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Lotions, Potions, Pills, and Magic

Lotions, Potions, Pills, and Magic: Health Care in Early America

Elaine G. Breslaw
Copyright Date: 2012
Published by: NYU Press
Pages: 251
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  • Book Info
    Lotions, Potions, Pills, and Magic
    Book Description:

    Health in early America was generally good. The food was plentiful, the air and water were clean, and people tended to enjoy strong constitutions as a result of this environment. Practitioners of traditional forms of health care enjoyed high social status, and the cures they offered - from purging to mere palliatives - carried a powerful authority. Consequently, most American doctors felt little need to keep up with Europe's medical advances relying heavily on their traditional depletion methods. However, in the years following the American Revolution as poverty increased and America's water and air became more polluted, people grew sicker. Traditional medicine became increasingly ineffective. Instead, Americans sought out both older and newer forms of alternative medicine and people who embraced these methods: midwives, folk healers, Native American shamans, African obeahs and the new botanical and water cure advocates.In this overview of health and healing in early America, Elaine G. Breslaw describes the evolution of public health crises and solutions. Breslaw examines ethnic borrowings (of both disease and treatment) of early American medicine and the tension between trained doctors and the lay public. While orthodox medicine never fully lost its authority, Lotions, Potions, Pills, and Magic argues that their ascendance over other healers didn't begin until the early twentieth century, as germ theory finally migrated from Europe to the United States and American medical education achieved professional standing.

    eISBN: 978-0-8147-3938-9
    Subjects: History

Table of Contents

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  1. Front Matter
    (pp. i-viii)
  2. Table of Contents
    (pp. ix-x)
    (pp. xi-xii)
    (pp. xiii-xiv)
  5. Introduction
    (pp. 1-8)

    Good health in the twenty-first century depends on diet, exercise, and the right genes. Good health in early America depended on diet, exercise, and the right genes. That much has not changed. But there is a world of difference between those two eras, both in the quality of life we expect in the modern age and our ability to overcome genetic obstacles and epidemic diseases. We have insulin for diabetes, chemotherapy and radiation for cancers, diagnostic imaging to pinpoint health problems, and a grab bag of drugs and treatments for the ills that have plagued people for eons. We have...

  6. 1 Columbian Exchange
    (pp. 9-26)

    The winter had started when the Pilgrims, religious exiles from both England and Holland, arrived at the Massachusetts coast on November 11, 1620. TheMayflowerhad been at sea for sixty-five days and no terrible diseases had seized them during the crossing. Dr. Samuel Fuller, the ship’s surgeon had lost only one passenger and a seaman who had been sickly from the beginning, leaving one hundred men and women passengers and forty-seven crewmen. While anchored and deciding where to go from this point, a few more passengers and three of the remaining crew died. A decision was made not to...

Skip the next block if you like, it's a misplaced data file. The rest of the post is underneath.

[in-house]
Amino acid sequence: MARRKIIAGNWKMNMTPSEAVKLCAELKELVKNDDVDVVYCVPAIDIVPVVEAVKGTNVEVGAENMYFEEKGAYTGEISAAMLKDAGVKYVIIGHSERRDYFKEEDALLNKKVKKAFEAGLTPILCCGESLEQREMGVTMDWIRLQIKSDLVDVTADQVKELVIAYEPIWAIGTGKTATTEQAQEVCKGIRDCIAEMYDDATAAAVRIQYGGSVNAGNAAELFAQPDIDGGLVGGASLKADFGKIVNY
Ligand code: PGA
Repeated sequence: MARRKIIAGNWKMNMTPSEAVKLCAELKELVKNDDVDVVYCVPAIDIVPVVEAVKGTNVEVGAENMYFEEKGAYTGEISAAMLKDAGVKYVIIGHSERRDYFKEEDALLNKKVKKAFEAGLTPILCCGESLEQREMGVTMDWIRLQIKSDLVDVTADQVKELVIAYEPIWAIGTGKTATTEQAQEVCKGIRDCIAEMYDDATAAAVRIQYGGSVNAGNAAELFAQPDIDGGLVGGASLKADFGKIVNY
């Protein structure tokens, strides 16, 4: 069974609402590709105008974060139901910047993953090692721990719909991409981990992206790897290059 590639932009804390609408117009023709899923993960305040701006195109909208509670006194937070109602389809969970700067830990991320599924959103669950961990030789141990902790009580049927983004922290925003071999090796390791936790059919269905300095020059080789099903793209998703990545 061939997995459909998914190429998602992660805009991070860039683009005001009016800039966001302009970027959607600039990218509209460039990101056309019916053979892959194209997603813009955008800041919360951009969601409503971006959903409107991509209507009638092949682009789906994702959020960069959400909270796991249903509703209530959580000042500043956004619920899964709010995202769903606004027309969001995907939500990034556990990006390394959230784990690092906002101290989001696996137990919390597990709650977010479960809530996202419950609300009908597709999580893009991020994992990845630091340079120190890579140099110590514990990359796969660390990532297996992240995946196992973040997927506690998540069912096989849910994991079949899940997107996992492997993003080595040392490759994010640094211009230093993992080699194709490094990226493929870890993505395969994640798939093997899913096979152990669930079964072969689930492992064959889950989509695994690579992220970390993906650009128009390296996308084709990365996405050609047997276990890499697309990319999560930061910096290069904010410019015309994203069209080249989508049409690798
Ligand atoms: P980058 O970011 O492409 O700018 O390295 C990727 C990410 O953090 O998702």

7. 2 Epidemics
    (pp. 27-42)

    In early May 1721, the shipSeahorsereadied its crew to leave Boston harbor. Captain Wentworth Paxson, a Boston resident, had successfully offloaded his cargo and prepared to set sail again. He was delayed: a man on board showed the telltale signs of smallpox. The sick man was removed from the ship and taken to a house where a red flag flew warning of a deadly disease. No one besides doctors or nurses were permitted to enter the house; a guard was posted to enforce the ban. The ship lay at anchor until the doctors were sure that there were...

  8. 3 Tools of the Trade
    (pp. 43-60)

    On October 14, 1743, Dr. William Wooten visited the family of James Cann, a carpenter in Anne Arundel County, Maryland. Mrs. Cann complained of “a long Continued Intermittent Fever.” For this condition Dr. Wooten prescribed a “vomit” and gave her eight double doses of the “Bark” with “aromaticks, the latter to cover the bitter taste with a sweet odor. One of their children suffered from an “asthma and peri-pneumonias,” an upper respiratory and lung condition that he treated with a “Large pot of Expectorating Electuary;” a sweetened tonic to aid in clearing the mucus. But he also provided a “Blister”...

  9. 4 Abundance
    (pp. 61-76)

    When the teen-aged Eliza Lucas in South Carolina described her environment to her brother, Lucas, at school in England in 1742, she extolled the very fertile soil that easily produced even European fruits and grains. “The Country,” she continued,

    abounds with wild fowl, Venison and fish. Beef, veal and motton are here in much greater perfection than in the Islands [West Indies], tho’ not equal to that in England; but their pork exceeds any I ever tasted any where. The Turkeys [are] extreamly fine, especially the wild, and indeed all their poultry is exceeding good; and peaches, Nectrons and melons...

  10. 5 Wartime
    (pp. 77-94)

    For failure to pay his debts, Ezekiel Brown of Concord, Massachusetts, was sentenced to jail in March 1773. In an unusual circumstance Brown’s creditors kept him there for years. Most debtors, according to Robert Gross, who describes Brown’s ordeal, remained imprisoned for only a few months, but his creditors suspected that he would abscond. Brown was seemingly caught up in the conflict between the British government and the mainland colonies that would result in the Revolutionary War. Boston was firmly in the hands of the British military, and Brown’s creditors were decidedly Tory in their leanings. They had no intention...